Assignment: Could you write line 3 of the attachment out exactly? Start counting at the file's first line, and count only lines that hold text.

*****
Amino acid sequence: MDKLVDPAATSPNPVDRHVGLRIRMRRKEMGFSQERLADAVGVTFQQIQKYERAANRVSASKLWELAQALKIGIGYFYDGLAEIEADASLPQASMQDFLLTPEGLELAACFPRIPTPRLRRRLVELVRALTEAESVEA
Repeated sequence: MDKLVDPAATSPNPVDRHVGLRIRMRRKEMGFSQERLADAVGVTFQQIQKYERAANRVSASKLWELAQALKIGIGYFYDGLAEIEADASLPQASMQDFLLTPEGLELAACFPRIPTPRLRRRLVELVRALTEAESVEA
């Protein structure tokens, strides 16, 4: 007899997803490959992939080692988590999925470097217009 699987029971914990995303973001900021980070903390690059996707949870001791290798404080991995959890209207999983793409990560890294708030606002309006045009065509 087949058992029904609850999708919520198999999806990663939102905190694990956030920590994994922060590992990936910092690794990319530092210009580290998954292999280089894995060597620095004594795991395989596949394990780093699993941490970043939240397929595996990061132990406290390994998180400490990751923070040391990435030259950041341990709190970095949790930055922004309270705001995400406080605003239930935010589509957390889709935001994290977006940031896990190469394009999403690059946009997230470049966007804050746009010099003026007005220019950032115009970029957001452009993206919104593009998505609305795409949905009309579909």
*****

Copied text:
């Protein structure tokens, strides 16, 4: 007899997803490959992939080692988590999925470097217009 699987029971914990995303973001900021980070903390690059996707949870001791290798404080991995959890209207999983793409990560890294708030606002309006045009065509 087949058992029904609850999708919520198999999806990663939102905190694990956030920590994994922060590992990936910092690794990319530092210009580290998954292999280089894995060597620095004594795991395989596949394990780093699993941490970043939240397929595996990061132990406290390994998180400490990751923070040391990435030259950041341990709190970095949790930055922004309270705001995400406080605003239930935010589509957390889709935001994290977006940031896990190469394009999403690059946009997230470049966007804050746009010099003026007005220019950032115009970029957001452009993206919104593009998505609305795409949905009309579909």